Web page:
Way back in late 2014, I had just finished reading Michael Allen’s Designing Successful e-Learning: Forget What You Know About Instructional Design and Do Something Interesting and was writing in this journal about some of the interesting ideas within. One of the really interesting ideas was about the importance of change management. Allen based some of his ideas on this subject from David Rock, so I paused my reflections on Allen to read Rock. A year and a half later, with other digressions and interruptions, I’m finally back to Allen. What did I learn along the way?
(A) Change management as a science is in its infancy. Rock comes at change management from a 1:1 coaching perspective, which is useful and critically important, but not the whole story by a long shot. I’d love to see a comprehensive model that combines what we know about problem solving, cognitive biases, motivation, and coaching into one big “how people work” thesis.
It was interesting to be on this reading journey during the time when researchers created a sensation by figuring out the magic formula for change, only to see them discredited for forging their data.
(B) People use logic to justify their opinions, not necessarily to form them. This line of reasoning was articulated most clearly, I think, in a book I read a few years ago called The Happiness Hypothesis. That’s important to know because logic alone can’t change opinions.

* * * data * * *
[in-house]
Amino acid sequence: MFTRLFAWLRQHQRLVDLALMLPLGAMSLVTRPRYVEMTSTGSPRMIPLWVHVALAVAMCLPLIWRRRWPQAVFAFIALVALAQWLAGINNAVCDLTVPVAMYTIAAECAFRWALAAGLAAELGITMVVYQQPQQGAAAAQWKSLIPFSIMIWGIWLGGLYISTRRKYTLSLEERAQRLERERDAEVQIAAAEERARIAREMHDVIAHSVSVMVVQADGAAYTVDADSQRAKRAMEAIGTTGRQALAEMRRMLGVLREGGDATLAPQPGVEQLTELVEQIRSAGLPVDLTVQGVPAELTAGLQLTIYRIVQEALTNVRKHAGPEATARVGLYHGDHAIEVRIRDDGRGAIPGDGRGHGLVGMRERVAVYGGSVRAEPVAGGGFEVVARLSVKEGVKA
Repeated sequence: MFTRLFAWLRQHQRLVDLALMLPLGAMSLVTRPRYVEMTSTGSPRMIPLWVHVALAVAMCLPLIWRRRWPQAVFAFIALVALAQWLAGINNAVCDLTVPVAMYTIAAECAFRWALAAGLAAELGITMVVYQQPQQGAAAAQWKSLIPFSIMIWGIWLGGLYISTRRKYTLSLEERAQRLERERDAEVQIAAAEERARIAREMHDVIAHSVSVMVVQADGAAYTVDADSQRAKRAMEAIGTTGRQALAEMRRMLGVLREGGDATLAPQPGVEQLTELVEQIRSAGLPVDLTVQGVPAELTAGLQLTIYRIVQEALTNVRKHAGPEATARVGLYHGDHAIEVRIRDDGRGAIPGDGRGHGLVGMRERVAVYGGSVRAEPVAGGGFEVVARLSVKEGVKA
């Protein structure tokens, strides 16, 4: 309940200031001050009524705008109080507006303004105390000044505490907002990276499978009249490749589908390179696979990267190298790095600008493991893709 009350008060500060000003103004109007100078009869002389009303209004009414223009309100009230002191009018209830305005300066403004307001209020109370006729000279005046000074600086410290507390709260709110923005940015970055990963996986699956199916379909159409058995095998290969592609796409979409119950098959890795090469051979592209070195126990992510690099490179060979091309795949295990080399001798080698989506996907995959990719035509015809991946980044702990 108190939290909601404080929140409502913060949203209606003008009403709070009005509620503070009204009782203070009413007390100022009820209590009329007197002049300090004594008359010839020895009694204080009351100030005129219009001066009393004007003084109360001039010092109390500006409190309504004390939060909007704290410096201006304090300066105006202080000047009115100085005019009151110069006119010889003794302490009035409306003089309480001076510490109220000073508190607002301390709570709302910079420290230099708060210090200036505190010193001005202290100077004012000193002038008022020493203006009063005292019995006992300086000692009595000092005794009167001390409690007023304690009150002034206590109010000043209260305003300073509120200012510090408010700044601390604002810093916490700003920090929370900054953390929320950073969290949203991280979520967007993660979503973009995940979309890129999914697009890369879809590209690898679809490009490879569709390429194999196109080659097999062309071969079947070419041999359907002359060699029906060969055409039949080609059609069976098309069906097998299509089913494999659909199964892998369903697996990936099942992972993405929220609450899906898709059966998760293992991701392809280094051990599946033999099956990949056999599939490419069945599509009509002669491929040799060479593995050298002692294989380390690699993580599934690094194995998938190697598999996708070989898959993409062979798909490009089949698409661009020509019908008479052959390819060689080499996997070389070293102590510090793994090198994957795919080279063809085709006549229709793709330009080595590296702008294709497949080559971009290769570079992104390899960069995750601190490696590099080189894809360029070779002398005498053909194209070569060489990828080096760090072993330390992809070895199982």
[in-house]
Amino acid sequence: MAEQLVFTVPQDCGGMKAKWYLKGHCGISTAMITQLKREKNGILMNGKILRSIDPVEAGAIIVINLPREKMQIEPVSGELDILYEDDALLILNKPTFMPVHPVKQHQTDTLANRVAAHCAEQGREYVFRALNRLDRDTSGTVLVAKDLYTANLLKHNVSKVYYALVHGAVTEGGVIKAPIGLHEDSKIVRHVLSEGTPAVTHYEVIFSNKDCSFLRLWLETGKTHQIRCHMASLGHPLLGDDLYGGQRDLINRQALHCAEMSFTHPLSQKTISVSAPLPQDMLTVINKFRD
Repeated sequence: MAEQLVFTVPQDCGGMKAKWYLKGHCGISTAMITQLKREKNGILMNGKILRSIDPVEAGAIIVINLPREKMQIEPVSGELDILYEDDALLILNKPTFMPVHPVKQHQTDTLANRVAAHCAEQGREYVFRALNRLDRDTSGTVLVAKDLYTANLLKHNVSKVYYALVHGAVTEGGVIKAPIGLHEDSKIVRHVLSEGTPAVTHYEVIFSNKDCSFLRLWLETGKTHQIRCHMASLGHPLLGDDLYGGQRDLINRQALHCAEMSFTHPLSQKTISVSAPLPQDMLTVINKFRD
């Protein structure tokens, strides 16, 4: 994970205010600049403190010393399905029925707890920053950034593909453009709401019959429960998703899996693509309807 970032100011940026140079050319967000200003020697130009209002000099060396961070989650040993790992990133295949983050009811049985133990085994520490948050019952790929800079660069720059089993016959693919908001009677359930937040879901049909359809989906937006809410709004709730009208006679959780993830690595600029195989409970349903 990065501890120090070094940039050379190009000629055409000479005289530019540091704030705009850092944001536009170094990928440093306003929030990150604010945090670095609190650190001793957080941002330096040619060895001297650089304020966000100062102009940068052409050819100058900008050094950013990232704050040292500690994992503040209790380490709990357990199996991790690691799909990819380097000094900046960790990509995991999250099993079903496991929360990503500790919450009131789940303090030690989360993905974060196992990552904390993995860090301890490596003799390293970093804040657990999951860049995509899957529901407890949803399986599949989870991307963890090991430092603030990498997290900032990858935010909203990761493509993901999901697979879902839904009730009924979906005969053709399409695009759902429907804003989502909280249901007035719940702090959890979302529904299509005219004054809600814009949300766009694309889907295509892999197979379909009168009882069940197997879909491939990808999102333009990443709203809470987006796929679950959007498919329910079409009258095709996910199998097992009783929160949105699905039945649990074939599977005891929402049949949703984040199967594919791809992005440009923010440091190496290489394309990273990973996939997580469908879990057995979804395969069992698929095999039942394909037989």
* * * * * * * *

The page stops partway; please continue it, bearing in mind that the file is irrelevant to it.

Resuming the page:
(C) People tend to seek out evidence of their own competence and discount disconfirming evidence. From an instructional perspective, this makes change management extra tricky because it leaves learners predisposed to believe they aren’t the ones who need to change. Rock makes this point really well.
That model I referred to in (A), above, that ties everything together? The reason that may will never happen is because…
(D) …people are complex. This is something I reflected on a lot while reading Rock, as I thought about how I would react in the situations he describes and realized that while I would sometimes react in line with his narrative, I’m sure sometimes I wouldn’t. We’re all different, and we know when we are being change managed, creating a meta layer to this that itself adds uncertainty.
I guess re-reading what I wrote above, it feels like I didn’t learn much. So much unknown. But that’s OK; the journey’s the thing.